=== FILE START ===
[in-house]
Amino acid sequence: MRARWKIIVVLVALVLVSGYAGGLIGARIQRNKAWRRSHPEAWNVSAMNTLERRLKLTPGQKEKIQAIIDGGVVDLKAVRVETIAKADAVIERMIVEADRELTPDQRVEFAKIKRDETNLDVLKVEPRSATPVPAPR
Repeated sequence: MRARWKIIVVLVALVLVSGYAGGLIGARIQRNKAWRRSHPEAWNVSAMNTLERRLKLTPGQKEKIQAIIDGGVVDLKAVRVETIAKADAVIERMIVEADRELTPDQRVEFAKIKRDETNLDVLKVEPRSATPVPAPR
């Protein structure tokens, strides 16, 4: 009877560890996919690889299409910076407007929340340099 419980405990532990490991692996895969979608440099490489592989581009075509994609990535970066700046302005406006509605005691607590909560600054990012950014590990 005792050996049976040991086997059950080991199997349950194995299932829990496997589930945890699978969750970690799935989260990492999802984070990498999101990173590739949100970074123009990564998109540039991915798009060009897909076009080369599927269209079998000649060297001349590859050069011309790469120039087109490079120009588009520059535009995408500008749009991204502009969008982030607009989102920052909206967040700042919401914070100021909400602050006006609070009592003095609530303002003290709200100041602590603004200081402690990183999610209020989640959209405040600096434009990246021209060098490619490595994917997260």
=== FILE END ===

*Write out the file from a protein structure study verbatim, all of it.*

[in-house]
Amino acid sequence: MRARWKIIVVLVALVLVSGYAGGLIGARIQRNKAWRRSHPEAWNVSAMNTLERRLKLTPGQKEKIQAIIDGGVVDLKAVRVETIAKADAVIERMIVEADRELTPDQRVEFAKIKRDETNLDVLKVEPRSATPVPAPR
Repeated sequence: MRARWKIIVVLVALVLVSGYAGGLIGARIQRNKAWRRSHPEAWNVSAMNTLERRLKLTPGQKEKIQAIIDGGVVDLKAVRVETIAKADAVIERMIVEADRELTPDQRVEFAKIKRDETNLDVLKVEPRSATPVPAPR
């Protein structure tokens, strides 16, 4: 009877560890996919690889299409910076407007929340340099 419980405990532990490991692996895969979608440099490489592989581009075509994609990535970066700046302005406006509605005691607590909560600054990012950014590990 005792050996049976040991086997059950080991199997349950194995299932829990496997589930945890699978969750970690799935989260990492999802984070990498999101990173590739949100970074123009990564998109540039991915798009060009897909076009080369599927269209079998000649060297001349590859050069011309790469120039087109490079120009588009520059535009995408500008749009991204502009969008982030607009989102920052909206967040700042919401914070100021909400602050006006609070009592003095609530303002003290709200100041602590603004200081402690990183999610209020989640959209405040600096434009990246021209060098490619490595994917997260």